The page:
Michael Menezes: The Master Of Landmark Events
Founder and Managing Director of Showtime Events, Michael Menezes, is notably recognized for his 35 years of experience in the world of advertising and events, a series of prestigious awards, and a former presidency over the apex body of event management in India, EEMA (Event and Entertainment Management Association). Truly a pioneer in the events industry, we speak with Mr. Menezes about the state of the events industry in India and related pressing issues.
After so many years of being in the industry, what is the one most important principle you have adopted as an event manager?
Having been in the communications industry for so long has given me tremendous exposure and an in depth understanding of its functioning. I think that the most important principle in the business of events is that God is in the details. The more detailed your planning and concept development, the better your event is likely to be. Unfortunately, I feel the problem with most of my colleagues in the industry is that they approach each event in a similar manner and do not stress enough upon customisation and planning as per objectives and targeted audience. The needs of every client are different and only through a personalised approach and detailing can you deliver the desired results.
It is obvious that there are a lot of expectations of return on investment. What are the expectations marketers have when they invest on experiential marketing and how do you ensure they are met?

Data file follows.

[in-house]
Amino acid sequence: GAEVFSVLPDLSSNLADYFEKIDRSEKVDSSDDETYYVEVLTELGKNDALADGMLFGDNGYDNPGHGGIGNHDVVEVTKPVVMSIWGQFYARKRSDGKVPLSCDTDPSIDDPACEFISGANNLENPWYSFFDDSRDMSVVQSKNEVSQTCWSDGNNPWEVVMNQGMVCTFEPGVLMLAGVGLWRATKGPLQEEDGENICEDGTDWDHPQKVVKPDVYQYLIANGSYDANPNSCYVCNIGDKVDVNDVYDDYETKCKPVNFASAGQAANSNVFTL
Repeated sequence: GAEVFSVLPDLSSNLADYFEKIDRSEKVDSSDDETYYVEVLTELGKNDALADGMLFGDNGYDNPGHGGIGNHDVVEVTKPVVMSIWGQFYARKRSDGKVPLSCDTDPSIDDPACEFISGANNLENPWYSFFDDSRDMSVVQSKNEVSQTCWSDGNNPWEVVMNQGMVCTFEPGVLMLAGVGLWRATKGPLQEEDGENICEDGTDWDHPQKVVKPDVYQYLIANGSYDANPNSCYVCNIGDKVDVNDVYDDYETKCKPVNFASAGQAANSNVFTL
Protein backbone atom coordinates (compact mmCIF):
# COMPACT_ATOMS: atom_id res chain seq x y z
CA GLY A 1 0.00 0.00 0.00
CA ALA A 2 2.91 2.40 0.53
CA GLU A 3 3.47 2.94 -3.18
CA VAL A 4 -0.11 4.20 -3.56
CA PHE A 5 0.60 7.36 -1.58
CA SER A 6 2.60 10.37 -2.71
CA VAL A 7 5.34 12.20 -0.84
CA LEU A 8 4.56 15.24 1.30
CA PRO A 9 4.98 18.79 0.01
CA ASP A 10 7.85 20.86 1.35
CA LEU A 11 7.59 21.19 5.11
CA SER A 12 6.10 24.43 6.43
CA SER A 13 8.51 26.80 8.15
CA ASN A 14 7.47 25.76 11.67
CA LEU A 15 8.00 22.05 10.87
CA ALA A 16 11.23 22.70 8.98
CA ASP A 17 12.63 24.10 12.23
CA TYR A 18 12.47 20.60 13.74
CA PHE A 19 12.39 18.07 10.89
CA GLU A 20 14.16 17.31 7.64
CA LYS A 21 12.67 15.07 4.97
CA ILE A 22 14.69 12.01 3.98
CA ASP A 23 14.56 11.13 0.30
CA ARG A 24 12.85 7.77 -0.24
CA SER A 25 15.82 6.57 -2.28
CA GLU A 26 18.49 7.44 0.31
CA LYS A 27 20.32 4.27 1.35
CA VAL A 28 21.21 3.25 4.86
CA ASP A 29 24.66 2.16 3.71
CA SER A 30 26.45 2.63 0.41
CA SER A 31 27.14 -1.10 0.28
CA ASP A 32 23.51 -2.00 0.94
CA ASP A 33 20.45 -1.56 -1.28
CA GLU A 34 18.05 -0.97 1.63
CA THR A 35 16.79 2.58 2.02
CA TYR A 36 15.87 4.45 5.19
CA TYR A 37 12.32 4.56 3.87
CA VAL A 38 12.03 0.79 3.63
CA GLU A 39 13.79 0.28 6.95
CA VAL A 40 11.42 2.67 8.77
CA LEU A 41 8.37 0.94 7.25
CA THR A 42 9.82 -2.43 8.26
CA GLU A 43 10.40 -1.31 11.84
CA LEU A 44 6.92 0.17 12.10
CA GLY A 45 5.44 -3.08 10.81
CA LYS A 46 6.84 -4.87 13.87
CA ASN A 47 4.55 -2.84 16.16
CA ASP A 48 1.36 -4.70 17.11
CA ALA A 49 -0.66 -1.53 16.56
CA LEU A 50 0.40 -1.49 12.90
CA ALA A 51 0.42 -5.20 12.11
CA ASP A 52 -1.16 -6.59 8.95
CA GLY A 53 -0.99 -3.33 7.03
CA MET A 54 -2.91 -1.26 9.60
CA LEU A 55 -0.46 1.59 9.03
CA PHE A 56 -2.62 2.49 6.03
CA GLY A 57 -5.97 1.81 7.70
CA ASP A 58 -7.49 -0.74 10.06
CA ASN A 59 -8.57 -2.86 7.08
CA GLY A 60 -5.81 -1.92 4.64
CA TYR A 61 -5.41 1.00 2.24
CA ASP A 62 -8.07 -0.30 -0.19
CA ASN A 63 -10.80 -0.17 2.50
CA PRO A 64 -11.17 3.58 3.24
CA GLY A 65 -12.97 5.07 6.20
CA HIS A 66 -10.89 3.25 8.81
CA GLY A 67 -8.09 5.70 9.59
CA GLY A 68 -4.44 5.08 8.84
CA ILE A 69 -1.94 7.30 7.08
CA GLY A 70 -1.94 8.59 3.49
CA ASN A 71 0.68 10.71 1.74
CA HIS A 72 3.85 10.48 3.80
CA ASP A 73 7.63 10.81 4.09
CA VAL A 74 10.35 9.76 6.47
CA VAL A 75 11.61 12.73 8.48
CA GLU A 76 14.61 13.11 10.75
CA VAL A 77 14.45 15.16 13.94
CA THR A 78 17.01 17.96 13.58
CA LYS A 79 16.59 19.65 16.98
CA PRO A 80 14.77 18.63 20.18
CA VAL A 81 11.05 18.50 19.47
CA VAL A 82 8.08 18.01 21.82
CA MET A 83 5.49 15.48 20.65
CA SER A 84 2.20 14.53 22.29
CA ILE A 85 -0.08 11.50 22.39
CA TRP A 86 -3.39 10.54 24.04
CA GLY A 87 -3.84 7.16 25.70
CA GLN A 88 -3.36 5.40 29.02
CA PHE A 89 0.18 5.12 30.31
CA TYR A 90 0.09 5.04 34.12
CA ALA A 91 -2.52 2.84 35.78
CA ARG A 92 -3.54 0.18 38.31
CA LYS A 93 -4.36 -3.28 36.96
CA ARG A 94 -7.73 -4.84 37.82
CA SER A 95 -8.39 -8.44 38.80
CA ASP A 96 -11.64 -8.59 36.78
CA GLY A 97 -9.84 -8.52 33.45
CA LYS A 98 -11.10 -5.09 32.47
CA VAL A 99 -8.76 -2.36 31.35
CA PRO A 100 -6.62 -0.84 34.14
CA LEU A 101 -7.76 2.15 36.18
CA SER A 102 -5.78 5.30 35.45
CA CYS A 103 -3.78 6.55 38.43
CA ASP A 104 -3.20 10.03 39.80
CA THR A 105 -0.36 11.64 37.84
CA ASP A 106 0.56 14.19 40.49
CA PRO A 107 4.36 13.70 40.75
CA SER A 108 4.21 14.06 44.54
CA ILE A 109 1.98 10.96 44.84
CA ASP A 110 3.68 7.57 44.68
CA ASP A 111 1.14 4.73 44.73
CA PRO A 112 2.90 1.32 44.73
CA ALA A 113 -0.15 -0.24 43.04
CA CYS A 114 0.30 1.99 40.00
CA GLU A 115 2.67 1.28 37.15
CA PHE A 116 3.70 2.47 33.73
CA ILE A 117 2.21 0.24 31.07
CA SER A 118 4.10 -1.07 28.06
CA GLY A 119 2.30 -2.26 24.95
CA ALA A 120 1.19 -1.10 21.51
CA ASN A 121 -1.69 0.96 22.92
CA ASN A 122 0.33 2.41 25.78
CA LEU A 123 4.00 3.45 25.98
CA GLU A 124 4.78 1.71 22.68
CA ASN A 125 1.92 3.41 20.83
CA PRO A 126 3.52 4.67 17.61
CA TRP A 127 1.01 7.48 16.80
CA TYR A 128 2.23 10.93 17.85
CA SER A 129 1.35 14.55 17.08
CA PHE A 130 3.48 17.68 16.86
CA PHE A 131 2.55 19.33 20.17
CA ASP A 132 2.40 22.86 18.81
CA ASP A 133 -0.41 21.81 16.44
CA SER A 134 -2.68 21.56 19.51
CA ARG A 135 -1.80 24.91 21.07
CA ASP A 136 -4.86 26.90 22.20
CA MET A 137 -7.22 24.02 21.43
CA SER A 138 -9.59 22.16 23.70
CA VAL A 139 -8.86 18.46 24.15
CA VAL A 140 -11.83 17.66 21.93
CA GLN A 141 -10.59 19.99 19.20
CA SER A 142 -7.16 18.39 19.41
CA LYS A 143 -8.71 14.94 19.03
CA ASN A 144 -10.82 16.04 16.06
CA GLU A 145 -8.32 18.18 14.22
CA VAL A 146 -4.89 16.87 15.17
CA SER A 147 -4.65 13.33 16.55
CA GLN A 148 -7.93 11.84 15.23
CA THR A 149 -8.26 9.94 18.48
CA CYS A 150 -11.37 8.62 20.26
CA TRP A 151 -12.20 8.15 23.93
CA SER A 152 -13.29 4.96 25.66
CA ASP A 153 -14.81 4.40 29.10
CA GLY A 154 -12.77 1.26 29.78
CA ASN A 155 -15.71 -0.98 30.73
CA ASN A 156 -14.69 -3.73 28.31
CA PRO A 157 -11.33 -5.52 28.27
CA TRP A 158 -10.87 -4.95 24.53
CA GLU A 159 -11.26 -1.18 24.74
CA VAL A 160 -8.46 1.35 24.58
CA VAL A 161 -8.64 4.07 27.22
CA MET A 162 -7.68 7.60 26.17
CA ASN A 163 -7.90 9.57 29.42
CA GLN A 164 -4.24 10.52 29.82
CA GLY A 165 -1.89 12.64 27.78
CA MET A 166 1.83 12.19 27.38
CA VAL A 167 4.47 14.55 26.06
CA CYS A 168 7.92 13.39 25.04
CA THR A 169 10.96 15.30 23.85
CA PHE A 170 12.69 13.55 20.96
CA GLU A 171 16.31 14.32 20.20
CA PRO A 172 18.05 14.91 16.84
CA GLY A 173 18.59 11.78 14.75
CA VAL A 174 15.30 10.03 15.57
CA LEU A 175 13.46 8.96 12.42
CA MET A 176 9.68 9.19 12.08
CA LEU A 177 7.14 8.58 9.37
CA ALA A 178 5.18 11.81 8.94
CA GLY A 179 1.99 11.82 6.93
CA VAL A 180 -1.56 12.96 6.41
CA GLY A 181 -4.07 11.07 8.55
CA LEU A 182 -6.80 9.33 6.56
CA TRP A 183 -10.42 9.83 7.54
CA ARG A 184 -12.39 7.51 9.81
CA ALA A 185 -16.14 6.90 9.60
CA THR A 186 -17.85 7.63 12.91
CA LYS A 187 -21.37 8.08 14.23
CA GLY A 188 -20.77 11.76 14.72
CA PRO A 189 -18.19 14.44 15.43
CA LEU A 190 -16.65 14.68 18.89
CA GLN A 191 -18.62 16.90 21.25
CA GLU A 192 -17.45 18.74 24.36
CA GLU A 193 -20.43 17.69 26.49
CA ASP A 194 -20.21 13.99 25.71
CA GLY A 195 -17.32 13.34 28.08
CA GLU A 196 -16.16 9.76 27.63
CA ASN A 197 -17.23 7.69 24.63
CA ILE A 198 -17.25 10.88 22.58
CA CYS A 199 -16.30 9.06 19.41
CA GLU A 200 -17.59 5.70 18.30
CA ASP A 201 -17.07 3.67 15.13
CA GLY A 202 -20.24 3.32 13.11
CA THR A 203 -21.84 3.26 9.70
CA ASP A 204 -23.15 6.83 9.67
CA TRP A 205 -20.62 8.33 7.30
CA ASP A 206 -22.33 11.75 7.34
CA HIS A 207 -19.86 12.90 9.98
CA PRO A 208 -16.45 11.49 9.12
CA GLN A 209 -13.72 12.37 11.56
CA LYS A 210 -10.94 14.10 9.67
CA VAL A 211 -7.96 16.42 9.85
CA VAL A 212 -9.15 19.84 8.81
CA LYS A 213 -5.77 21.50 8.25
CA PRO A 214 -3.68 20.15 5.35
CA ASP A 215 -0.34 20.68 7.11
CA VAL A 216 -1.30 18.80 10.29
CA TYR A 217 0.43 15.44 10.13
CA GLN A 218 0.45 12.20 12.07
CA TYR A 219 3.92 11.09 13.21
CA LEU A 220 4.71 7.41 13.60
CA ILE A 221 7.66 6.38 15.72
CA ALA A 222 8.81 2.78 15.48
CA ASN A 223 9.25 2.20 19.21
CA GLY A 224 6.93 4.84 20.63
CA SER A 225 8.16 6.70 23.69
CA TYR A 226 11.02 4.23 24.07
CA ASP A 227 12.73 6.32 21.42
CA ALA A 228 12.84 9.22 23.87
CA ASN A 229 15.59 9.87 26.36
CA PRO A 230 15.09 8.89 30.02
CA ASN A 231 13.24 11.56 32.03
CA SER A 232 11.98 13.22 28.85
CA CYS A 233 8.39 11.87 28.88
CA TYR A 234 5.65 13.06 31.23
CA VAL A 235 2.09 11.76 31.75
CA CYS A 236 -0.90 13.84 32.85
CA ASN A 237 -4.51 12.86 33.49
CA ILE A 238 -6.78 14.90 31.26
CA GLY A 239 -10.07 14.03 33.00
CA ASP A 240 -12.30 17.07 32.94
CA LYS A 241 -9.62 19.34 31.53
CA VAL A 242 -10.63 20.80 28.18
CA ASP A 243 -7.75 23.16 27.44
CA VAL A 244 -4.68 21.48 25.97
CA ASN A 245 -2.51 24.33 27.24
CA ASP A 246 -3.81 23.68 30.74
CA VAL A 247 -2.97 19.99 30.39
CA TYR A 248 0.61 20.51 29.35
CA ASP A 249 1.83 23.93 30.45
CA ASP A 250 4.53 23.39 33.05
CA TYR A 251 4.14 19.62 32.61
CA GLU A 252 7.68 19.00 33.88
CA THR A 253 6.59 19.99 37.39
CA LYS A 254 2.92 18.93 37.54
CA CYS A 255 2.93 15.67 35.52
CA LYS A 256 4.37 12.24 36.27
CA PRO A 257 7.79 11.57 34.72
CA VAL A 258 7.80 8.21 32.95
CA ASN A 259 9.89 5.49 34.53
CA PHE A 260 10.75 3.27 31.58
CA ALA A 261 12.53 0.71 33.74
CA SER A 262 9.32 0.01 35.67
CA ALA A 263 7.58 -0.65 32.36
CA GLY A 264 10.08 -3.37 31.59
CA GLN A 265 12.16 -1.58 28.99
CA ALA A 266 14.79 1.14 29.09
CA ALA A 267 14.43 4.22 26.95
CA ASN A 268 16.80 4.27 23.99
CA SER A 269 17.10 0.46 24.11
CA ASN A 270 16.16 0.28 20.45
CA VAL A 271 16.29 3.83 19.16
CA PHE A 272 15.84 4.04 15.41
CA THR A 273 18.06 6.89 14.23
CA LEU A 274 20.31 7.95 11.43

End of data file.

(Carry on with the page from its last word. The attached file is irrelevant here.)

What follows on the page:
Measuring ROI is something which is still very nascent in our industry. Primarily because of the diverse nature of events across the spectrum. There are certain events where assessing ROI is possible, say when a consumer is test driving a car or attending an exhibition of smart phones, so ROI can be measured in how many consumers have converted into hot prospects and ultimately how many products have been sold. But in the large format events measuring ROI is something which has not yet taken shape. There has indeed been a lot of talk about finding a way to measure ROI, there is also an exercise happening which is being driven by Ernst and Young but it is premature to say what exactly comes of that.
Hero Honda was your first client in the year 1997. How has your relationship developed over the years?
Hero Honda launched us into the events business, so at some level Mr. Pawan Munjal could claim to be one of the founding members of our company. They gave us our first cheque of Rs 50 Lac and our business has catapulted since then. Hero Honda has always been a very innovation driven, pro-event company with whom we’ve done a lot of pioneering work over the years. Its strange you ask this question today because in the next week we will be doing our largest ever event with the Hero group in New Delhi.
What do you think is the most significant result that experiential marketing can deliver?
Well, I think from the marketing point of view the most significant result would be if the campaign translates into sales. Then we have the media angle, where we take into account the visibility the brand has achieved across the spectrum of people it wants to reach out to. You differentiate one event from the other by how unique it is, how innovative it is and the immediate impact it has made.
What are some of the major challenges of implementing experiential marketing in India?
One of the biggest challenges is the fact that unlike advertising, events are still not seen as an integral part of a brand’s marketing strategy. Since rate cards are not common to events due to the presence of several elements unique to that very event, it becomes difficult for a client to calculate the costing. Therefore, events are generally planned on a fairly ad-hoc basis and events are often a one-off type agreement. Event companies tend to be looked as more of vendors than of partners and thats a huge challenge when you’re trying to do world class events for someone.